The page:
Thursday, December 16, 2021

#IReadsYou Review: SHE'S JOSIE


STORY: Frank Doyle
PENCILS: Dan DeCarlo
INKS: Rudy Lapick
LETTERS: Vincent DeCarlo; Bill Yoshida; Victor Gorelick
EDITOR: Jamie Lee Rotante
COVER: Audrey Mok
ISBN: 978-1-64576-993-4; paperback; 5.25 x 7.96 (May 18, 2021)
224pp, Color, $10.99 U.S., $13.99 CAN

Josie and the Pussycats began as a 1963 teen-humor comic book entitled She's Josie (She's Josie #1, cover date: February 1963).  Published by Archie Comics, it was created by Dan DeCarlo and focused on the fanciful life and times of a teenager, the sweet and level-headed redhead, Josie Jones, later Josie James and Josie McCoy.  The title was renamed Josie with issue #17 (cover dated: December 1965).

The series became Josie and the Pussycats with issue #45 (cover date: December 1969), in which Josie and her friend, Melody, formed a band called the Pussycats.  The two friends added bassist Valerie Smith, the new girl in school and one of the first major African-American comic book characters.  The trio donned leopard print band uniforms that came with long tails and cat-ear headbands.  Hanna-Barbera adapted this new-look Josie into the Saturday morning animated television series, “Josie and the Pussycats," which ran for two seasons.  Josie's comic book series ended with Josie and the Pussycats #106 (cover date: October 1982)

Earlier this year, Archie Comic Publications, Inc. (a.k.a. “Archie Comics”) published a trade paperback, entitled She's Josie.  The book returns to the time before Josie became Josie and the Pussycats.  She's Josie reprints the story contents of the original She's Josie series, issues #1 to #9, which were published in 1963 and 1964.  This paperback is apparently the first chronological collection the early She's Josie issues.

She's Josie reveals a world-famous rock star when she was an average high school teen.  With her best friends, the witty Pepper and the ditzy Melody, Josie gets caught up in all sorts of misadventures.  Joining this trio is Josie's boyfriend, Albert; Pepper's boy friend, Sock, and the rich and rotten Cabot twins, Alex and Alexandra, plus others in this chronological collection of She's Josie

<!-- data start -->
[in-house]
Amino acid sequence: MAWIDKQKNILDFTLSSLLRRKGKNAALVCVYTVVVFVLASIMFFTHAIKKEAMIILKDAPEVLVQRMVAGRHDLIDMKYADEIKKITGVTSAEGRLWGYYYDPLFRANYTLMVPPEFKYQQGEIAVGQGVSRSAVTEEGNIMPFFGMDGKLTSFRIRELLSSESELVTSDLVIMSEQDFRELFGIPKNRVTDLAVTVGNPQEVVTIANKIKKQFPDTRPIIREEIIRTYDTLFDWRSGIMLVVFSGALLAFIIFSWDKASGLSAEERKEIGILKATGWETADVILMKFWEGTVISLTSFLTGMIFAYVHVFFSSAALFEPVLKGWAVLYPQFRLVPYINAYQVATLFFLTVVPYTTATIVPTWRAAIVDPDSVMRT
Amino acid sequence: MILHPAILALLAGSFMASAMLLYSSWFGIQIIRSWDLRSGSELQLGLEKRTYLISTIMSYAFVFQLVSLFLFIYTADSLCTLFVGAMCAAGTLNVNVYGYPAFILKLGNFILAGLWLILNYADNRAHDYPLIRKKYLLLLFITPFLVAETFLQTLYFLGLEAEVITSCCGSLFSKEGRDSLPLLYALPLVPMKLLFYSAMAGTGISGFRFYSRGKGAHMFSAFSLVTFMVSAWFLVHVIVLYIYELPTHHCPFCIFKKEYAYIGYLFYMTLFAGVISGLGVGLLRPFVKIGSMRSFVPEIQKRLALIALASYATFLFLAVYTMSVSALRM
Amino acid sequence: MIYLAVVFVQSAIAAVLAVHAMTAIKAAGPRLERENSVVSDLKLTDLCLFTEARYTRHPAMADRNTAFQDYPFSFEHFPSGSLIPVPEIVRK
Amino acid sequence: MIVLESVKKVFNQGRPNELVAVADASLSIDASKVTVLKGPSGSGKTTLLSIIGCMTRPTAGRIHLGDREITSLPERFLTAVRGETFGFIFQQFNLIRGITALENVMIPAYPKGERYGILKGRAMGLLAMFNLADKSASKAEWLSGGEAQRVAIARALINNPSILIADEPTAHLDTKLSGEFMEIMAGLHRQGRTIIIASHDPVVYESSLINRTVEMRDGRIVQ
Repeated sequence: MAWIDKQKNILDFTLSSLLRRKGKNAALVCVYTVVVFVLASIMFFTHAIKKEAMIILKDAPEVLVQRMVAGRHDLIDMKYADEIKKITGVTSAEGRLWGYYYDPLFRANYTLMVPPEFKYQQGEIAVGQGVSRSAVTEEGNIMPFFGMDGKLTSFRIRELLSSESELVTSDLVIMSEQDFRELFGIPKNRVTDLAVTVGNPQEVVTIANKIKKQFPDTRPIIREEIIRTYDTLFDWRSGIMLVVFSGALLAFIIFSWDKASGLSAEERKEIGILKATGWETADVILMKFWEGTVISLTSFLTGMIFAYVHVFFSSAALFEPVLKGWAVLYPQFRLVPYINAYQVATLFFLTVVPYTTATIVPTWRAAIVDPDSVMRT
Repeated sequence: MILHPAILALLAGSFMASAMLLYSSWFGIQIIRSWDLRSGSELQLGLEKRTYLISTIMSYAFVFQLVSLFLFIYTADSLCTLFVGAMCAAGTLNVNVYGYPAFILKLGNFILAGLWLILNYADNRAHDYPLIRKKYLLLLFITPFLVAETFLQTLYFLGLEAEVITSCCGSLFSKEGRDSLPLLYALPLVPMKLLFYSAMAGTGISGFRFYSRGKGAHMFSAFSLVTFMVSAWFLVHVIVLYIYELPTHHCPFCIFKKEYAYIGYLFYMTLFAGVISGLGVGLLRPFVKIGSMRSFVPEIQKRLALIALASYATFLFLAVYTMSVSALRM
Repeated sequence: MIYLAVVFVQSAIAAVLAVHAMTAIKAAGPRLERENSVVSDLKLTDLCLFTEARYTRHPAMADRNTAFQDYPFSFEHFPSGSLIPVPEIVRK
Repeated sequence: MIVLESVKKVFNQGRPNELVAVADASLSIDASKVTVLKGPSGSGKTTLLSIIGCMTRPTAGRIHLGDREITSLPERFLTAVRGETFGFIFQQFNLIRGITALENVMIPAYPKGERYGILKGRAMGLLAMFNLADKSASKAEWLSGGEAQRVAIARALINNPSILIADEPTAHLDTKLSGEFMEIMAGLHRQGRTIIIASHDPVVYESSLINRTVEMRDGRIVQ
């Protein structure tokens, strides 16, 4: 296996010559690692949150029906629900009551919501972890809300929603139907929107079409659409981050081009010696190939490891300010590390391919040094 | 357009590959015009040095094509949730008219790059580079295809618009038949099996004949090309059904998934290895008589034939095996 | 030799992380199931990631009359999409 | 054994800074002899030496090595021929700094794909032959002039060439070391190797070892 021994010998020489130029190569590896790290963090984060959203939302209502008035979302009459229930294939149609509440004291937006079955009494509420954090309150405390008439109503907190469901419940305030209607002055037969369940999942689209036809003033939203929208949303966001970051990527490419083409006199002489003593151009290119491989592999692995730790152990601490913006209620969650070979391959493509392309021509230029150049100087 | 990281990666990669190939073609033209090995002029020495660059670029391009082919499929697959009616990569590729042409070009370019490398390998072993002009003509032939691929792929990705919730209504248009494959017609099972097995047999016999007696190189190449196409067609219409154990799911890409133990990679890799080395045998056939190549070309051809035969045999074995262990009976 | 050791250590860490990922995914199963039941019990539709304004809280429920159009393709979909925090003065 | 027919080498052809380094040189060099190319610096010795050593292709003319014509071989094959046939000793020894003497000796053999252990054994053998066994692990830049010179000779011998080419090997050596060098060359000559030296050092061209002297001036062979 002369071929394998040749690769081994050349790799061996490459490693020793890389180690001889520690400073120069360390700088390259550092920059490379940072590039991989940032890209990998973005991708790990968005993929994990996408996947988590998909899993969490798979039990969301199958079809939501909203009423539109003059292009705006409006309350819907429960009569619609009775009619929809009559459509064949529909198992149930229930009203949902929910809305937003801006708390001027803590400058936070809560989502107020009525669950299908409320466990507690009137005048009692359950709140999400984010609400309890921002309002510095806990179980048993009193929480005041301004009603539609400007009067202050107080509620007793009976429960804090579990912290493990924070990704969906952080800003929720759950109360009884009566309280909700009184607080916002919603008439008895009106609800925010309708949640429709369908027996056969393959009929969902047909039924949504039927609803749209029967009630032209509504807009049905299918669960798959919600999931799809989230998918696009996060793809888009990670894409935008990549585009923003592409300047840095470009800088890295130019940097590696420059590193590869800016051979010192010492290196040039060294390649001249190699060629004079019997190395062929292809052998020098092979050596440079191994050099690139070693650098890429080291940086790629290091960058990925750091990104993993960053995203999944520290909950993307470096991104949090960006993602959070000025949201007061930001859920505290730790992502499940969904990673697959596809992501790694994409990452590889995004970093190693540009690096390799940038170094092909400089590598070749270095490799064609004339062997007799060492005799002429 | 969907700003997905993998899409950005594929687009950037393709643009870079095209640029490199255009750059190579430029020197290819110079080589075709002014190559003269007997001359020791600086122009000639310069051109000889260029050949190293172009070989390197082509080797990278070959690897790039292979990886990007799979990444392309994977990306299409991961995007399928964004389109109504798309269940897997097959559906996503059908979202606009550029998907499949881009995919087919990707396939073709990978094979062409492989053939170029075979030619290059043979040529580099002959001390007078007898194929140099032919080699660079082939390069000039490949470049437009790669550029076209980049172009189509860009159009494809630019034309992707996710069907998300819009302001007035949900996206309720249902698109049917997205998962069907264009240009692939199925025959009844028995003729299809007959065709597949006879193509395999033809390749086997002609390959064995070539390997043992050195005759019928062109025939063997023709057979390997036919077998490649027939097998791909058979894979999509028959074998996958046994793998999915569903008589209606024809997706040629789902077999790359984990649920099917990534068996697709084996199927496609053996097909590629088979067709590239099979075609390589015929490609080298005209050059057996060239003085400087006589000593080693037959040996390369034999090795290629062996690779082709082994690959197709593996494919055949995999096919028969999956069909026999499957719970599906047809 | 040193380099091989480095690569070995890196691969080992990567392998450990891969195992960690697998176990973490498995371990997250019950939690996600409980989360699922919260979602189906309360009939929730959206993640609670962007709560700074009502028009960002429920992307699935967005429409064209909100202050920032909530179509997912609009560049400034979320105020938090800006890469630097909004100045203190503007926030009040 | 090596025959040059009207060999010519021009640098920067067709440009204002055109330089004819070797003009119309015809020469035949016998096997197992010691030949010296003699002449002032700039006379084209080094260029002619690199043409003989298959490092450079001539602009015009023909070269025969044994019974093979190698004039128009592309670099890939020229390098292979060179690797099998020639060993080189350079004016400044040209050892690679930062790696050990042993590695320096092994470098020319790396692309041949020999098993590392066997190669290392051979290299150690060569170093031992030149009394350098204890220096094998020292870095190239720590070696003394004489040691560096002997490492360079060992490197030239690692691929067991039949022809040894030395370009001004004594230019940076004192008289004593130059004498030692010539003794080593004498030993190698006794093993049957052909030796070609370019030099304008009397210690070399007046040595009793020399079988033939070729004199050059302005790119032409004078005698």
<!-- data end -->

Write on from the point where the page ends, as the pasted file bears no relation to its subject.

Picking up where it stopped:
THE LOWDOWN:  I am a huge fan of Josie and the Pussycats and have been since I was five or six-years-old.  It was the Hanna-Barbera animated television series, “Josie and the Pussycats in Outer Space” (1972-73), that helped to launch my love of science fiction and eventually of comic books.  [I saw the original series, “Josie and the Pussycats” (1971-72), a few years after I saw the outer space revamp.]

Over the last 20 years or so, I have been collected early Josie and also Josie and the Pussycats comic books, but She's Josie provides me with my first opportunity to read the very early comic book stories featuring the characters.  Reading these comic books was a little odd because the Josie characters with which I am familiar, Josie's boyfriend, Alan M, and band mate, Valerie, are not present in these early stories.  However, future Pussycat, Melody, is present – ditzy as ever.  Alexander and Alexandra Cabot are present, although Alex plays a much bigger role in these first nine issues than his sister does.

Each issue features a story divided into four chapters, and with the exception of She's Josie #4, those four chapters combine for one story.  Some of the stories are quite dated, but their plots and subject matter deal with obstacles and dilemmas that teenagers still face and likely will for some time.  She's Josie #2 focuses on a visiting instructor's bid to bring Josie's male and female high school classmates together in order to participate in a theatrical production he is mounting.  The behind-the-scenes melodrama of this high school musical theater will illicit some chuckles or perhaps, remind some readers of episodes of the late Fox TV series, “Glee” (2009-15)

My favorite issue is She's Josie #6 with its “Tower of Trouble” story about a reputedly haunted house and the crooks hiding inside it.  This could be the plot of an episode of a Scooby-Doo cartoon, and Scooby-Doo taught me to love haunted house-set comedy.  I find “Tower of Trouble” to be good from start to finish.  I also like She's Josie #3, which has to do with a jewelry heist and stolen sweaters.

Many issues are inconsistent – some good chapters, others are either misfires or dull.  Some of the stories are instantly forgettable, and sometimes, the stories make the characters seem like nothing more than second rate clones of Archie Andrews and his friends.  In the moment of reading them, however, there a few stories that are just delightful.  Overall, Josie and the Pussycat fans, like myself, will be pleased.  Honestly, She's Josie is an indispensable volume if you are a fan of all things Josie.  I highly recommend it … and I hope there is a second volume...

I READS YOU RECOMMENDS:  Fans of Josie and the Pussycats will want to have this low-priced collection, She's Josie.

7 out of 10

Reviewed by Leroy Douresseaux a.k.a. "I Reads You"

The text is copyright © 2021 Leroy Douresseaux. All Rights Reserved. Contact this blog or site for reprint and syndication rights and fees.


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